There was a frankness of countenance, a certain humour which one felt would rarely rise above banter, and the whole bearing was manly and attractive. But search the features as he would, Selwyn could not discover any lurking traces of undiscovered personality. Malcolm’s very frankness seemed to rob him of possession of any hidden, unexpected vein of individuality. He was essentially a type, and of as clear Anglo-Saxon origin as if he were living in the days before his breed was modified by inter-association with other tribes.
Selwyn recalled the words of Mathews: ’Milord, you’re a thoroughbred, you are.’ This youth was of a race of thoroughbreds. Maternal heredity had skipped him altogether; he was a Durwent of Durwents, and heir to all the distinction and lack of distinction which marked the long line of that family.
And opposite him was an American whose two generations of Republican ancestry led to the paths of Dutch and Irish parentage. Selwyn had never tried to discover the cause why his paternal ancestor had left the Green Island, or his maternal ancestor the land of dikes and windmills; it was sufficient that, out of resentment against conditions either avoidable or unavoidable, each had resolved to endure the ordeal of making his way in a land of strangers. Austin Selwyn bore the marks of that inheritance no less clearly than Malcolm Durwent bore the marks of his. In his features there was a certain repose, as became the part-son of a race that had produced the art of Rembrandt, but there was a roving Celtic strain as well that hid itself by turn in his eyes, in his lips, in his smile, in the lines of his frown. In contrast to the clear Saxon steadiness of Malcolm Durwent, his own face was constantly touched by lights and shadows of his mind, lit by the incessant prompting of his thoughts that demanded their answer to the riddle of life.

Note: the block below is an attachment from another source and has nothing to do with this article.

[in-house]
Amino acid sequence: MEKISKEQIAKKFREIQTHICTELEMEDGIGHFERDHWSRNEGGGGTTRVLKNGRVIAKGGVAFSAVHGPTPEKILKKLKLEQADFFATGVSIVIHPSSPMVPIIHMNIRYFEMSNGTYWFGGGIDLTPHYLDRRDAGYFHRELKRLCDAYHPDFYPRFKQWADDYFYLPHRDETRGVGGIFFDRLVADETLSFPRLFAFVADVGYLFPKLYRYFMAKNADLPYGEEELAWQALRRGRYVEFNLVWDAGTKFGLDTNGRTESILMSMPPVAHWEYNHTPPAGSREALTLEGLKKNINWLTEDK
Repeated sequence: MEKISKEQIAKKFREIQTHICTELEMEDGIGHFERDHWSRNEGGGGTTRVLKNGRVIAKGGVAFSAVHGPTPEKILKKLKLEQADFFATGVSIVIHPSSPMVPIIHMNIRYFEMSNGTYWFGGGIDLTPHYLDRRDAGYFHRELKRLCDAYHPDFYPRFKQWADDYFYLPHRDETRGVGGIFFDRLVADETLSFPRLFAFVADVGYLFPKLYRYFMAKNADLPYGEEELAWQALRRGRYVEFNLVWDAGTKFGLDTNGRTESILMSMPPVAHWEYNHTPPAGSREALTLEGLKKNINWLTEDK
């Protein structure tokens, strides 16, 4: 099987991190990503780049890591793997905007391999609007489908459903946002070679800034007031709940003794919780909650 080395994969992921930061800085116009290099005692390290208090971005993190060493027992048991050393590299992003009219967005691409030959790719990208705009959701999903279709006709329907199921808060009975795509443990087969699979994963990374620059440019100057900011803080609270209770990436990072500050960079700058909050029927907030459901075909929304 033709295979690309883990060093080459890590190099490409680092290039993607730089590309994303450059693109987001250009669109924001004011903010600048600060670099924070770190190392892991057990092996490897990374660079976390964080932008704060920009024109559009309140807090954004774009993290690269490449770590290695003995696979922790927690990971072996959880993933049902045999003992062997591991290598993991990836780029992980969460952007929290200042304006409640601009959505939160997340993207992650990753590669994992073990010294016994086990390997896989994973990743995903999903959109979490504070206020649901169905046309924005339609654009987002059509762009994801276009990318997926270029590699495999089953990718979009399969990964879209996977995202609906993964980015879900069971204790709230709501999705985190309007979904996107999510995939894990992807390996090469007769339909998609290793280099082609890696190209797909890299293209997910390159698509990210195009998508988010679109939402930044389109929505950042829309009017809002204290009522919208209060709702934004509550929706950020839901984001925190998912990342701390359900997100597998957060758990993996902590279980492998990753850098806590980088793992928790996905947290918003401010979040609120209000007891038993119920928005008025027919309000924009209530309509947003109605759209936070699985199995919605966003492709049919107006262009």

Although his build was fairly powerful, Selwyn’s well-knit shoulders and alert movements of body spoke of a physique that was always tuned to pitch, but one missed the impression of limitless endurance which lay behind the easy carelessness of Malcolm Durwent’s pose.
‘I want to ask you, Durwent,’ said the American, ’more from the stand-point of a writer than anything else, if these men of yours who are going out to fight are actuated by a great sense of patriotism, or a feeling that the liberty of the world depends on them or—well, in other words, I am trying to discover what it is that makes you men face death as if it were a game.’
‘My dear chap,’ said the Englishman, with a slightly embarrassed smile, ’there again we leave it to the fellows higher up. Naturally, if Britain goes to war, it isn’t up to her army to question it one way or another. Of course, back in our heads we like to feel that she is in the right—but, then, I don’t think Britain would ever do the rotten thing; do you?’
‘N—no, I suppose not.’